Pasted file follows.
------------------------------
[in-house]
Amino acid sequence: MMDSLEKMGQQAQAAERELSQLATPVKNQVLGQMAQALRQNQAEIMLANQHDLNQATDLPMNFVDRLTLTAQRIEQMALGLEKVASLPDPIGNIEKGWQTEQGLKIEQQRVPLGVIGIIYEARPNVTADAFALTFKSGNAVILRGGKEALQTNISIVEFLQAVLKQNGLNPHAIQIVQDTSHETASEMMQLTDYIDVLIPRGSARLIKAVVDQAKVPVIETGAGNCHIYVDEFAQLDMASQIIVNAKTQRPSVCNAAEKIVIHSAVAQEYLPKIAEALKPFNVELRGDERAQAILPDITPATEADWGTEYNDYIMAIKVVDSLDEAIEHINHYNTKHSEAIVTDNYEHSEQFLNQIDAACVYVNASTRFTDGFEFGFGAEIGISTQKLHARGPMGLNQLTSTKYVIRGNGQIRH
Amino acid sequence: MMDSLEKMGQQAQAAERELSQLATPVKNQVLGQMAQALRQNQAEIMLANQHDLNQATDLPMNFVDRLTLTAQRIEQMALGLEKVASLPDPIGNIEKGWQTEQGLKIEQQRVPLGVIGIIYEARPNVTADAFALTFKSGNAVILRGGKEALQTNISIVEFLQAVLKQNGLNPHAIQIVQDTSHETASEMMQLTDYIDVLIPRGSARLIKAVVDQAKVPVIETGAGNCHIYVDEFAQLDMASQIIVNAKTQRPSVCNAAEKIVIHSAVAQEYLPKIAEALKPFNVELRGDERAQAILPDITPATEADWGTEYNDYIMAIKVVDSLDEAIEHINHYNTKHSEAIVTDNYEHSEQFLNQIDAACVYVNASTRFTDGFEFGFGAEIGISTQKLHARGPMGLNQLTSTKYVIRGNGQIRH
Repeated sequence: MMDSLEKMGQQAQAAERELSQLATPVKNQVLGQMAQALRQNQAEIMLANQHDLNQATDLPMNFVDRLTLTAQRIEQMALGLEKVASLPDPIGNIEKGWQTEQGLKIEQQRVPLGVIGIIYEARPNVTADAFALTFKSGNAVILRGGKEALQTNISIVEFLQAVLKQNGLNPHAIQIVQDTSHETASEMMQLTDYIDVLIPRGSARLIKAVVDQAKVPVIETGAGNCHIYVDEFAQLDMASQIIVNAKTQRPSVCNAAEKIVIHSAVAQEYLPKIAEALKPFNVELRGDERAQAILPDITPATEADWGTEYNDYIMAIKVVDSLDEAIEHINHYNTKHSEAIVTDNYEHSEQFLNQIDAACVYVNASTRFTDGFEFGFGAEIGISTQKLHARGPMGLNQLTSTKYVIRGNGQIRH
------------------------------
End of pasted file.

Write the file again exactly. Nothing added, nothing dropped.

[in-house]
Amino acid sequence: MMDSLEKMGQQAQAAERELSQLATPVKNQVLGQMAQALRQNQAEIMLANQHDLNQATDLPMNFVDRLTLTAQRIEQMALGLEKVASLPDPIGNIEKGWQTEQGLKIEQQRVPLGVIGIIYEARPNVTADAFALTFKSGNAVILRGGKEALQTNISIVEFLQAVLKQNGLNPHAIQIVQDTSHETASEMMQLTDYIDVLIPRGSARLIKAVVDQAKVPVIETGAGNCHIYVDEFAQLDMASQIIVNAKTQRPSVCNAAEKIVIHSAVAQEYLPKIAEALKPFNVELRGDERAQAILPDITPATEADWGTEYNDYIMAIKVVDSLDEAIEHINHYNTKHSEAIVTDNYEHSEQFLNQIDAACVYVNASTRFTDGFEFGFGAEIGISTQKLHARGPMGLNQLTSTKYVIRGNGQIRH
Amino acid sequence: MMDSLEKMGQQAQAAERELSQLATPVKNQVLGQMAQALRQNQAEIMLANQHDLNQATDLPMNFVDRLTLTAQRIEQMALGLEKVASLPDPIGNIEKGWQTEQGLKIEQQRVPLGVIGIIYEARPNVTADAFALTFKSGNAVILRGGKEALQTNISIVEFLQAVLKQNGLNPHAIQIVQDTSHETASEMMQLTDYIDVLIPRGSARLIKAVVDQAKVPVIETGAGNCHIYVDEFAQLDMASQIIVNAKTQRPSVCNAAEKIVIHSAVAQEYLPKIAEALKPFNVELRGDERAQAILPDITPATEADWGTEYNDYIMAIKVVDSLDEAIEHINHYNTKHSEAIVTDNYEHSEQFLNQIDAACVYVNASTRFTDGFEFGFGAEIGISTQKLHARGPMGLNQLTSTKYVIRGNGQIRH
Repeated sequence: MMDSLEKMGQQAQAAERELSQLATPVKNQVLGQMAQALRQNQAEIMLANQHDLNQATDLPMNFVDRLTLTAQRIEQMALGLEKVASLPDPIGNIEKGWQTEQGLKIEQQRVPLGVIGIIYEARPNVTADAFALTFKSGNAVILRGGKEALQTNISIVEFLQAVLKQNGLNPHAIQIVQDTSHETASEMMQLTDYIDVLIPRGSARLIKAVVDQAKVPVIETGAGNCHIYVDEFAQLDMASQIIVNAKTQRPSVCNAAEKIVIHSAVAQEYLPKIAEALKPFNVELRGDERAQAILPDITPATEADWGTEYNDYIMAIKVVDSLDEAIEHINHYNTKHSEAIVTDNYEHSEQFLNQIDAACVYVNASTRFTDGFEFGFGAEIGISTQKLHARGPMGLNQLTSTKYVIRGNGQIRH